Development on the Arrow actually pre-dates the Iron Dome, beginning in 1986. The Israel Defense Forces wanted to replace the U.S.-made Patriot system with one better at targeting ballistic missiles. After a long period of development, Arrow deployed in 2000. Yesterday, it shot down a missile launched by Houthi rebels, marking its first successful interception of a ground-to-ground weapon. This success suggests it is a match for Iran’s arsenal of missiles. The danger may come if it is overwhelmed by a large barrage. 

Key Offensive Capabilities

As the often-quoted line goes, sometimes the best defense is a good offense. The high cost of Israel’s missile defense system, paired with the size of Iran’s arsenal, means Israel’s best chance at countering the threat may be strikes into Iran. While Israel doesn’t have a major missile arsenal of its own, it has conducted successful air raids on neighbors before, such as the 1981 bombing of Iraq’s nuclear reactor. 

Several factors would complicate such a move by Israel, most notably the distance their aircraft would have to traverse. It is 1,100 miles from Israel to the border with Iran over the airspaces of Syria, Iraq, Jordan, or Saudi Arabia, none of which would be thrilled by the prospect of an Israeli strike mission crossing their territories. Additionally, any conflict between Iran and Israel would see Iranian forces on high alert.

The mission into Iraq succeeded because it was nearly covert. Modern radar coverage and the need to attack multiple missile sites would make such a mission difficult today. Should Israel feel the need to strike into Iran, they may call on their allies, specifically the U.S., to do so. Aircraft launching from carriers in the Persian Gulf would be far better positioned to take out Iranian missiles than those coming from Israel. The geopolitical implications of such an action, however, would be incredibly profound.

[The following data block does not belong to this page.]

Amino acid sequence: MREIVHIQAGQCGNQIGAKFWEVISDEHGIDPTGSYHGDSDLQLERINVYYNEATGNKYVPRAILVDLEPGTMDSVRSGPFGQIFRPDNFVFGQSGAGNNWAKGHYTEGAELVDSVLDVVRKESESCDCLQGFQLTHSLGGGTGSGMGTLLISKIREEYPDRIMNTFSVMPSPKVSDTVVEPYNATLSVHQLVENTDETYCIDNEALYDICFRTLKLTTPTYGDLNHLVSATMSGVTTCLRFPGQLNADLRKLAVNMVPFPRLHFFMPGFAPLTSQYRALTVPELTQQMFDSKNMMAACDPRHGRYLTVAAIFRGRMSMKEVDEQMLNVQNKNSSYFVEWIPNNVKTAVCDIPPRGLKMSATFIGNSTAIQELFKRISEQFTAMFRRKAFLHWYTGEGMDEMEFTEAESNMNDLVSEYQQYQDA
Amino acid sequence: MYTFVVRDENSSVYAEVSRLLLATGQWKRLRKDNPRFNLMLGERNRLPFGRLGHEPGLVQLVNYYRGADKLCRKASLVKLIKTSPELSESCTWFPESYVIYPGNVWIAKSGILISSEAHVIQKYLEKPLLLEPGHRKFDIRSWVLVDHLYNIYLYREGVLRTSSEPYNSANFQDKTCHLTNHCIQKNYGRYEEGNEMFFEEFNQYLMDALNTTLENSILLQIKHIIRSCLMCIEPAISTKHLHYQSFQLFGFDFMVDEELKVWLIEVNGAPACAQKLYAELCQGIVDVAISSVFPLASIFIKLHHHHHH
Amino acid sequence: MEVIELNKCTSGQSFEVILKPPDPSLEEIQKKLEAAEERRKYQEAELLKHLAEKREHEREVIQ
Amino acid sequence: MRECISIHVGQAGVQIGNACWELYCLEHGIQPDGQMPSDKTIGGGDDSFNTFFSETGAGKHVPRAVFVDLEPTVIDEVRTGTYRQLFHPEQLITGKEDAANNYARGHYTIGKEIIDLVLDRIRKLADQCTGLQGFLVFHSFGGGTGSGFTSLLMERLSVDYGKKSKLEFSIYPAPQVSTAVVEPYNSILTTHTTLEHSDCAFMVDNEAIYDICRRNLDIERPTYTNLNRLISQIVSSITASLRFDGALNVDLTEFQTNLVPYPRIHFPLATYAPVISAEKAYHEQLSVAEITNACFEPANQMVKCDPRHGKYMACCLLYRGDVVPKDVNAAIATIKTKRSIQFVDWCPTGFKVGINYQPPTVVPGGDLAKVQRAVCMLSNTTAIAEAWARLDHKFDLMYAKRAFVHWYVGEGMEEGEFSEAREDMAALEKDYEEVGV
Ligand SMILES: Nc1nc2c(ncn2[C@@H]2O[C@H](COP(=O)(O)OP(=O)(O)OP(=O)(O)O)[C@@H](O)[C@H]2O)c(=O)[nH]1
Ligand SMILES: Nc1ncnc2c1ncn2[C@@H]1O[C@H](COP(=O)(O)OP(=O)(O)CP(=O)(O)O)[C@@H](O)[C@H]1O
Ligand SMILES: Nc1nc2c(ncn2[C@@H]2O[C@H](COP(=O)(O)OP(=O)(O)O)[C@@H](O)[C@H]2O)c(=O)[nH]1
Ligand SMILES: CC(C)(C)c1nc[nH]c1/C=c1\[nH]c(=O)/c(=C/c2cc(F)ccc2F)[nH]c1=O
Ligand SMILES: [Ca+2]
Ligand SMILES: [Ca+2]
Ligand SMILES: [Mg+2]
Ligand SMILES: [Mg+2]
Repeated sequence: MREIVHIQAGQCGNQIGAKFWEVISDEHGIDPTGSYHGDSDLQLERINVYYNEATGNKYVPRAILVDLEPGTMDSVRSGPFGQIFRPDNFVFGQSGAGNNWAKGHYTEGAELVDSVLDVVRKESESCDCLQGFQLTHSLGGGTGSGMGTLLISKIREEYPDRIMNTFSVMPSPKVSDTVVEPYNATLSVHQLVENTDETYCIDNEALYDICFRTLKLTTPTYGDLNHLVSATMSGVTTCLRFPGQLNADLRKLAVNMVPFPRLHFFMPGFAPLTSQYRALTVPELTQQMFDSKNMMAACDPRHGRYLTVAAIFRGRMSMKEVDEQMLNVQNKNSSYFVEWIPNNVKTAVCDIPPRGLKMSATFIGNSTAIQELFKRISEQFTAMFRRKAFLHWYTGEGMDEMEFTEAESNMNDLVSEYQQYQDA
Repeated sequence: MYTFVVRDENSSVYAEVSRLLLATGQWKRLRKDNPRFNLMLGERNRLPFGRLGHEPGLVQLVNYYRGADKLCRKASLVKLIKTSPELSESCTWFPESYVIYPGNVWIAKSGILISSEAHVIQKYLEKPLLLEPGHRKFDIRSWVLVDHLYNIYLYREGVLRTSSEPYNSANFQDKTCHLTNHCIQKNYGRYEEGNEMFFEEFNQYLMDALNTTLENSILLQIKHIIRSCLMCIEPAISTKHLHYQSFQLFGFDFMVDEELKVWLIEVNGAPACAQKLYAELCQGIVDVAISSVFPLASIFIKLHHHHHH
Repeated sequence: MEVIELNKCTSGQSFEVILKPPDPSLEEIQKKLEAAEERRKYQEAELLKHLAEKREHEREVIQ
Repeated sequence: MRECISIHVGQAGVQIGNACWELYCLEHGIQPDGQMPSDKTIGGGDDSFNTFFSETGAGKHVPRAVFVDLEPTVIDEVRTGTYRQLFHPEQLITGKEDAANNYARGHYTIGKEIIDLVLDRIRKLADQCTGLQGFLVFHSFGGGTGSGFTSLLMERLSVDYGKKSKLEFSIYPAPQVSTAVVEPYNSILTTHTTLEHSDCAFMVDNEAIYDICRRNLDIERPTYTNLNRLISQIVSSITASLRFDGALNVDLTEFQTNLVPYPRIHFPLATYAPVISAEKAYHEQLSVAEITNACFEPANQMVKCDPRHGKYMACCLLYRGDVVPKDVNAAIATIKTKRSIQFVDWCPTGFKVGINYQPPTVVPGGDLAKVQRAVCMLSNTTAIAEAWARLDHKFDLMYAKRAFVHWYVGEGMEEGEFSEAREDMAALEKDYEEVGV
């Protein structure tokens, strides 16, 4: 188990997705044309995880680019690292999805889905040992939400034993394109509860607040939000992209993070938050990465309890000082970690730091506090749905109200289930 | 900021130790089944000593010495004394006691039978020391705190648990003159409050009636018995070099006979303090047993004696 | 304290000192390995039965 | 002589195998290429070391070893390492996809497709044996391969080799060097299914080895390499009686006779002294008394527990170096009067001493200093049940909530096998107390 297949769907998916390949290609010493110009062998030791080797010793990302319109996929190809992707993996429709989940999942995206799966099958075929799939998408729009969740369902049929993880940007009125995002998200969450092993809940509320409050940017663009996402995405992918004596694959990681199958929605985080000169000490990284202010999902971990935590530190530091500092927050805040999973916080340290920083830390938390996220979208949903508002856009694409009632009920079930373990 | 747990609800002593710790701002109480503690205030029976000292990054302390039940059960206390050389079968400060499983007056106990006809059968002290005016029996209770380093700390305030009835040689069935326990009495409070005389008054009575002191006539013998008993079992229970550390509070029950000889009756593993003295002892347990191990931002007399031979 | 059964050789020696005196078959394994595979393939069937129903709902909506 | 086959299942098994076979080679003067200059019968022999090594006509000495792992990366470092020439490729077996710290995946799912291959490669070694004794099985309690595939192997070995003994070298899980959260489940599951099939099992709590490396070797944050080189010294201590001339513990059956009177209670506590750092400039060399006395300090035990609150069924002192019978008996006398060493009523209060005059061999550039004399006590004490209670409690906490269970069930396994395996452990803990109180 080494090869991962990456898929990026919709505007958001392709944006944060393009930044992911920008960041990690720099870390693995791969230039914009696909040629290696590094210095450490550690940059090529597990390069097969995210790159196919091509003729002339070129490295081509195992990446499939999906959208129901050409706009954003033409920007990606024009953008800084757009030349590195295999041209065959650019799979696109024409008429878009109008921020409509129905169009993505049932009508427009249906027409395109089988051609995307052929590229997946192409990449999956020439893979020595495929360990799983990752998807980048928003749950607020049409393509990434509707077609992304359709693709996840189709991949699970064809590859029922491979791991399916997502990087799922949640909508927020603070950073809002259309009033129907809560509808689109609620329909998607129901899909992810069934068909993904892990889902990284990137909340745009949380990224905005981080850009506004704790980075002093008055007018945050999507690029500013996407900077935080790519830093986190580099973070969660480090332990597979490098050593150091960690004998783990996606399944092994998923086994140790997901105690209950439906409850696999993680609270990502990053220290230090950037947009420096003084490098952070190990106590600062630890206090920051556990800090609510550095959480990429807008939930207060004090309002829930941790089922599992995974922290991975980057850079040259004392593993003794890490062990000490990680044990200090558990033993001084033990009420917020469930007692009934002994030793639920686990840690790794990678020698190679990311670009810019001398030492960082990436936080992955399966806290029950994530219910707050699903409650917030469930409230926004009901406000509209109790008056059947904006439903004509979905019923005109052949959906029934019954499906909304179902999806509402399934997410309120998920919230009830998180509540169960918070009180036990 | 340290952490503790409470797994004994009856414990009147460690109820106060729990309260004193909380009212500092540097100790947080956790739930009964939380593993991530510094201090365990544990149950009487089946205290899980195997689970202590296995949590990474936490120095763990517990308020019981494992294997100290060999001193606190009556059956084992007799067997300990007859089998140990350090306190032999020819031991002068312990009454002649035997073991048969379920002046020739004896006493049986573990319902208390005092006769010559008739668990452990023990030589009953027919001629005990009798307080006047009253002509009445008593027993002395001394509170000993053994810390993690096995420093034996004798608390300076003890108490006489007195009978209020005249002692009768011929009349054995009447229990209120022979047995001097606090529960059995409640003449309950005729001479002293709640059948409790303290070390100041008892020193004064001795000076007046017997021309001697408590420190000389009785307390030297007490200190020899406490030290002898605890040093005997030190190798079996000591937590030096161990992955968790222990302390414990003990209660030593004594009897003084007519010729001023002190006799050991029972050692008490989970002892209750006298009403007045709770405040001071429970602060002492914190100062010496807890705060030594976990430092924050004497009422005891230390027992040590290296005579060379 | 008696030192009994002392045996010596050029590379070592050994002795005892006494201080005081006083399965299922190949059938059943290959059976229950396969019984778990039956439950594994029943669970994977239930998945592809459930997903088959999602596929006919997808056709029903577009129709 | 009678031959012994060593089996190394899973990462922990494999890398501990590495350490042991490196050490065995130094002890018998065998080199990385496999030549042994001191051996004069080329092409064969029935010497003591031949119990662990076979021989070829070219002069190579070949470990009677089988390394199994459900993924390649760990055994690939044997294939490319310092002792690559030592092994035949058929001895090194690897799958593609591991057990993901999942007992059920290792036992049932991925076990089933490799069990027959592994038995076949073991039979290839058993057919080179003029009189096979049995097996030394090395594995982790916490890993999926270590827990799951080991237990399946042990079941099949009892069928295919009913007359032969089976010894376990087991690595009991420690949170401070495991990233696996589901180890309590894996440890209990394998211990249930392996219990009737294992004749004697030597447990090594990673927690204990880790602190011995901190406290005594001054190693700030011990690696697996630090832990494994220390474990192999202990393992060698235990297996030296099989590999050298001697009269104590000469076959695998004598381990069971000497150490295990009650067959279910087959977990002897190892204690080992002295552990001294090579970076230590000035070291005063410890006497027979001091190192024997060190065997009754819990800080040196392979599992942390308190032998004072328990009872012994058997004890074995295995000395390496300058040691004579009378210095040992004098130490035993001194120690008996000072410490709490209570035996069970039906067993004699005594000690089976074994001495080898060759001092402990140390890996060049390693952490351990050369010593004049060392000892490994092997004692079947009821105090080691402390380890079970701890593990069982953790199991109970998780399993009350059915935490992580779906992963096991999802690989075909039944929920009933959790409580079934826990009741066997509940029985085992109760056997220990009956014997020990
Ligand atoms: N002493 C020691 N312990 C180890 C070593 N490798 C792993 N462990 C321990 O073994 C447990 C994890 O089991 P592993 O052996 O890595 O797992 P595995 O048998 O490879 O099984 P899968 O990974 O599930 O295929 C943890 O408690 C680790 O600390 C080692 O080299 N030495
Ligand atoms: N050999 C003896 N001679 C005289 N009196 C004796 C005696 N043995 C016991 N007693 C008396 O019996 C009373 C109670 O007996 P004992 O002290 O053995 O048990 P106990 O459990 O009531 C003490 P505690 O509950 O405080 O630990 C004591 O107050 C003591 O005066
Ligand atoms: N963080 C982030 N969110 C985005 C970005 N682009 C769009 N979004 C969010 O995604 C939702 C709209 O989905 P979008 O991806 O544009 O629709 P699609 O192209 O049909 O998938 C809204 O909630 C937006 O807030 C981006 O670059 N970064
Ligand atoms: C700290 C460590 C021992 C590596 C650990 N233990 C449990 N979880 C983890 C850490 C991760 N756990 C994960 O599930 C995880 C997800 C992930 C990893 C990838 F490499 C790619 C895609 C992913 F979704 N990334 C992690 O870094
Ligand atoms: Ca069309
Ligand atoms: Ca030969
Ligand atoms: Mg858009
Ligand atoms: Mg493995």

Worst Case Scenario?

Should the worst come to pass and Iran becomes actively involved in the conflict, there is potential for great suffering. While Israel does have a sophisticated missile defense system, it could be overwhelmed by sheer numbers and may find it hard to respond. 

Ultimately, if Israel is threatened and attacked enough, it might employ the ultimate trump card — nuclear weapons — against Iran. 

Maya Carlin, a Senior Editor for 19FortyFive, is an analyst with the Center for Security Policy and a former Anna Sobol Levy Fellow at IDC Herzliya in Israel. She has by-lines in many publications, including The National Interest, Jerusalem Post, and Times of Israel. You can follow her on Twitter: @MayaCarlin

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Written By

Maya Carlin, a Senior Editor for 19FortyFive, is an analyst with the Center for Security Policy and a former Anna Sobol Levy Fellow at IDC Herzliya in Israel. She has by-lines in many publications, including The National Interest, Jerusalem Post, and Times of Israel.